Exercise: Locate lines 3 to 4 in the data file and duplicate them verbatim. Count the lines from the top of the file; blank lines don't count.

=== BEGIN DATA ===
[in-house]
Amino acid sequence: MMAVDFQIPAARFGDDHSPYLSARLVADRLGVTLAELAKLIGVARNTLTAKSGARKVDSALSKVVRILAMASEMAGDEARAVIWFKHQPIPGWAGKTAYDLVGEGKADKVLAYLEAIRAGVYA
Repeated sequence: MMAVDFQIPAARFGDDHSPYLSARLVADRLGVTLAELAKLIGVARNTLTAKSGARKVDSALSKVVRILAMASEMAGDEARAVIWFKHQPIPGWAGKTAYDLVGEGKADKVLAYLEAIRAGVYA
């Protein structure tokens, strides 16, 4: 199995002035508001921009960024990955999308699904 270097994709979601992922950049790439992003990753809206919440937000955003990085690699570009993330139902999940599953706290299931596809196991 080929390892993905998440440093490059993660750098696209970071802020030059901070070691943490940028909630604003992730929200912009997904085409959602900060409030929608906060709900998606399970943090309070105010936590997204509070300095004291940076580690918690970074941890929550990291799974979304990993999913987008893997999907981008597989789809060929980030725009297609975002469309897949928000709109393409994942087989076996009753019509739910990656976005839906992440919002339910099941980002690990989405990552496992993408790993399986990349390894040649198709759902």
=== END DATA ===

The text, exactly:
Repeated sequence: MMAVDFQIPAARFGDDHSPYLSARLVADRLGVTLAELAKLIGVARNTLTAKSGARKVDSALSKVVRILAMASEMAGDEARAVIWFKHQPIPGWAGKTAYDLVGEGKADKVLAYLEAIRAGVYA
């Protein structure tokens, strides 16, 4: 199995002035508001921009960024990955999308699904 270097994709979601992922950049790439992003990753809206919440937000955003990085690699570009993330139902999940599953706290299931596809196991 080929390892993905998440440093490059993660750098696209970071802020030059901070070691943490940028909630604003992730929200912009997904085409959602900060409030929608906060709900998606399970943090309070105010936590997204509070300095004291940076580690918690970074941890929550990291799974979304990993999913987008893997999907981008597989789809060929980030725009297609975002469309897949928000709109393409994942087989076996009753019509739910990656976005839906992440919002339910099941980002690990989405990552496992993408790993399986990349390894040649198709759902």